The endurance of the Mayan people

Mayan culture and rituals have persisted since their days of ancient glory—but not without major upheavals.

The Maya civilizations of Central America have long fascinated Westerners, especially those intrigued by esoteric and mystical ideas. Mayan prophecies about the end of the world circulated widely in North Amer­ica back in 2012. Popular interest is often whetted by reports that this great civilization, with mighty cities and temples, vanished suddenly and mysteriously. Speculative television documentaries regularly explore that mystery.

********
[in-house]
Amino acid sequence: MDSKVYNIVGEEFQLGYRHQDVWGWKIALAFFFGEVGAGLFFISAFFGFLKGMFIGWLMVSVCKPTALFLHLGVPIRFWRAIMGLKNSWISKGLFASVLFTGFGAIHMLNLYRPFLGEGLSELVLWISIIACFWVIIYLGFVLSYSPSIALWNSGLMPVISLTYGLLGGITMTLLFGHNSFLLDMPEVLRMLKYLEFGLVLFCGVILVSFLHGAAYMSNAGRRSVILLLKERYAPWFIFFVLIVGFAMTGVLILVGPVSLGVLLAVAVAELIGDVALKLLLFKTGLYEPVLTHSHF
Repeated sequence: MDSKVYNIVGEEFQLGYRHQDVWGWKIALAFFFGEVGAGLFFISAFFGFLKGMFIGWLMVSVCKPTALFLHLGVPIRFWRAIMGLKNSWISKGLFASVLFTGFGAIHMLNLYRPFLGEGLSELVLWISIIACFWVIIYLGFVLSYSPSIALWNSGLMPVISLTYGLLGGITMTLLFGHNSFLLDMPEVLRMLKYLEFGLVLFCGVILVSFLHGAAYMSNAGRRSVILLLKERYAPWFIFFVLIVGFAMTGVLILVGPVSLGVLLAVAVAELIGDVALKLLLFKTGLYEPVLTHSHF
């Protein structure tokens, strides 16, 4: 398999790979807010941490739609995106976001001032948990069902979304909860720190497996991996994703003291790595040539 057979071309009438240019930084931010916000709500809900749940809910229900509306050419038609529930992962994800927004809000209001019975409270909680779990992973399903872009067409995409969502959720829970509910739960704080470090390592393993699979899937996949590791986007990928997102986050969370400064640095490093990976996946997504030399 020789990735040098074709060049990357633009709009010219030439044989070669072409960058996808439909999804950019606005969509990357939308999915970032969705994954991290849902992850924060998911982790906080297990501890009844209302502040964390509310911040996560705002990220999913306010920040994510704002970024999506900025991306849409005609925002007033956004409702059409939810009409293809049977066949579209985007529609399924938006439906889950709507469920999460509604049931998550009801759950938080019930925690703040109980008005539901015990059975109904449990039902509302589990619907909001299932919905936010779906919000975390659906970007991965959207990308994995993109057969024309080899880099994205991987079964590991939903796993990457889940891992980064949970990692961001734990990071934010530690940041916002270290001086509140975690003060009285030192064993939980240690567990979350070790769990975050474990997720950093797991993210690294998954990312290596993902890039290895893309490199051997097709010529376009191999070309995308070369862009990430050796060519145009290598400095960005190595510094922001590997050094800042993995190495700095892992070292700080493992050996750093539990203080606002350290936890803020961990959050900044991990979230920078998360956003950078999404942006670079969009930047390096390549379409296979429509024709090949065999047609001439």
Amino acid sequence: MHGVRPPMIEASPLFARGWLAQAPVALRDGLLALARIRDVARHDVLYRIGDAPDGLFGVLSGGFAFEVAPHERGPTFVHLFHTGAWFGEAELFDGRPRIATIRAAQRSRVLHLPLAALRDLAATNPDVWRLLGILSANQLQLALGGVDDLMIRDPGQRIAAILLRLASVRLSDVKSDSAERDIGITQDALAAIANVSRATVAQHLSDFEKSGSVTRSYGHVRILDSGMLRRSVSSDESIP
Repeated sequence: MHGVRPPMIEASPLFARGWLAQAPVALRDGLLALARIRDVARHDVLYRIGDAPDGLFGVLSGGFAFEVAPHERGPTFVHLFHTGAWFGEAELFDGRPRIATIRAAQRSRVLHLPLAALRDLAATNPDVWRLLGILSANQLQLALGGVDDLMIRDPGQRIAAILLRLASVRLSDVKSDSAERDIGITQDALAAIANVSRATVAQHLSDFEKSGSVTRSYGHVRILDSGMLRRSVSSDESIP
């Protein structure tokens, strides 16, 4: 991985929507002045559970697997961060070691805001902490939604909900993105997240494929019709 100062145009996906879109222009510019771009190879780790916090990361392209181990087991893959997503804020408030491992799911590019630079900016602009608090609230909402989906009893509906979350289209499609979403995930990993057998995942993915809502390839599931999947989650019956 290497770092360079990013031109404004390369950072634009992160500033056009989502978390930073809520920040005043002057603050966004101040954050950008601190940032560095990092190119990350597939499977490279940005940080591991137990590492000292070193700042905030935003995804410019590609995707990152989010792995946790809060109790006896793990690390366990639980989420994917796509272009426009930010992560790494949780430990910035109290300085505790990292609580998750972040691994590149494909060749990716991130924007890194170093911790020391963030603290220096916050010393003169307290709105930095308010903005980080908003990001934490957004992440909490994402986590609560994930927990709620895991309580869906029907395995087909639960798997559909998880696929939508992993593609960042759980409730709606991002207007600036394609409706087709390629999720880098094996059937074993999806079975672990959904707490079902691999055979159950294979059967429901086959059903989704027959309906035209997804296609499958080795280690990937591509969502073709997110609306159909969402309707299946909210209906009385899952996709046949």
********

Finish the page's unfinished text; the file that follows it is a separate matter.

But the resolution of the mystery is quite plain: far from disappearing, the Maya people are still very much present, living where they did in those days of ancient glory, and the vast majority of them practice Christianity, if sometimes in controversial forms.

When the Spanish arrived in Central America, the classic Maya urban civilization was already a distant memory. But people speaking Mayan languages still flourished across the region known today as southern Mexico, Guatemala, Belize, and western Honduras. Those peoples accepted Christian conversion, but incorporated as much as they could of their old animist ways into the new order of faith. This included a fundamental belief in the reciprocal covenant that united the human world with the spiritual realm.